PARIS — “You ask if I went to the march?” said Imad, a slim 24-year-old with a boyish face that barely requires shaving. He was referring to the massive demonstration in Paris on Sunday that reportedly attracted 1.5 million participants. “Why should I have gone? Everyone was carrying placards in support of unity and against violence, but don’t buy that. That’s just on the surface. Beneath the surface, it was a demonstration against the Muslims in France, against us."
- Paris terror sparks attacks on Muslims, communal rifts
- Muslim employee saved lives in attack on Paris kosher supermarket
- Top Egyptian cleric warns Charlie Hebdo against publishing new 'racist' cartoons
On Sunday afternoon, added Imad, "two streets away from here, at the bus stop, I met a neighbor of mine, a young Muslim woman, who covers her head with a hijab” – referring to the traditional head covering worn by some Muslim women. “I asked her if she was going to the march and she laughed in my face: ‘Why should I go to a place where they want to cut off my head?’ She’s right.”
In a cliché of a Parisian scene, Imad and his friend Ahmed are sitting outside a sidewalk café, sipping espresso from small white cups at a table with glasses of water and an ashtray filling up with the stubs of American cigarettes. They invite me to join them. The conversation ranges from life in France to Sunday’s rally, which the café's assortment of French national dailies described in bombastic terms with headlines such as “We are all one.”
This café is at a main intersection in the 19th arrondissement overlooking Buttes-Chaumont, one of Paris’ most beautiful and famous parks. In recent days, however, the name of the park has taken on a new connotation as the terrorist group that included Cherif Kouachi – one of the brothers who committed the massacre at the Charlie Hebdo satirical weekly – is now being dubbed the "Buttes-Chaumont gang."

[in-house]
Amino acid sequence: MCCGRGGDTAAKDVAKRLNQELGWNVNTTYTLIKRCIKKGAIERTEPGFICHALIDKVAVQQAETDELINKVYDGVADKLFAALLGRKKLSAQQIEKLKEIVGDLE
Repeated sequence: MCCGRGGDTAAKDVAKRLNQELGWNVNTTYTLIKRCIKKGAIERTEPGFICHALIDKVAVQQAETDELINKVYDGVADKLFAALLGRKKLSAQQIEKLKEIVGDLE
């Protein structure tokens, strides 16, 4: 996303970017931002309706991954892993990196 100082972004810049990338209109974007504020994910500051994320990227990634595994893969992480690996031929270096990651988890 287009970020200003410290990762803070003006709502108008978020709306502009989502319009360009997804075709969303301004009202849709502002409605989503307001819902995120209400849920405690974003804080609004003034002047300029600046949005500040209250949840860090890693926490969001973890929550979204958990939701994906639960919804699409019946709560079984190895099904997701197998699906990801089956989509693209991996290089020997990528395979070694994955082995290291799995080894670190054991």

The huge park at the northeast edge of the French capital is bounded by a neighborhood of veteran immigrants – Muslims, Jews, Christians and Asians, urban hipsters, as well as people who defy categorization or a social label. French people.
This was the perfect setting in which to hear, in Arabic, Ahmed and Imad’s opinions about the current situation. And no, they don’t represent anyone but themselves. Views opposite to theirs may faithfully represent the silent majority of immigrants in France who condemn terrorism, who express sympathy for victims of any religion – views we found in abundance in the 19th arrondissement. But, while over the past several days the French media have been projecting this sort of unifying message for the most part, highlighting the strong popular opposition to terrorism – Ahmed and Imad have volunteered to dispel it.
Both of them immigrated to France from Egypt at a young age with their families. Ahmed is rather satisfied with life in France while it’s clear to Imad that one day, he will return to Cairo, which he has not visited since he emigrated at age 16.
“Anyone who carries out terrorist attacks like this is someone who is suffering from personal problems, but it has nothing to do with religion. A person who creates problems doesn’t do it because of religion, but instead maybe because he has economic or emotional problems,” Ahmed says.
Imad, the boyish one, goes a bit further and casts doubt over the contention that the murderers were actually the same individuals identified in the French media.
“What murderer do you know who goes around with an identification card?” he asked, referring to reports that Said Kouachi had left his ID card in the getaway car that he and his brother used. Moreover, the short span of time between the Wednesday attack on Charlie Hebdo and the Friday attack on the Hyper Cacher supermarket struck Imad as suspicious: Perhaps the incidents were an act of anti-Muslim provocation.
Imad also expressed anger that Arab immigrants in France usually have to take menial jobs. “Why do we need to work in the open-air market and why are we the ones who build their buildings for them? That’s our job here. There’s a lot of racism in the French street. If you’re Muslim, if you’re Arab, you have a mark against you. Everything is rigged so you don’t succeed. All of France’s money belongs to the French.”
But then Ahmed chimes in: “All the immigrants in France dream of some kind of future. One might have come here to earn money. Another came to study. All of them have dreams and fantasies, and it’s true that in the end, a lot of people’s dreams are dashed.”
For Imad, the fact that Israeli Prime Minister Benjamin Netanyahu attended the huge rally on Sunday march simply strengthened his belief in some kind of conspiracy.
“Look who’s coming here," he says. "Netanyahu heads up a terrorist state. He’s the biggest terrorist in the world. Can you compare what happened here in France with what he did in Gaza? How many children has he killed? How many women? It’s hypocrisy.”
Imad elaborates on his various conspiracy theories: that the Israeli prime minister is plotting to steal the Noble Sanctuary (the Temple Mount) in Jerusalem, from the Muslims, and is now trying to gain some sort of foothold in France. It’s all puppet theater, marionettes, he adds. And who is pulling the strings? Imad pauses for a minute and takes a puff of his cigarette and then replies: “Israel and America.”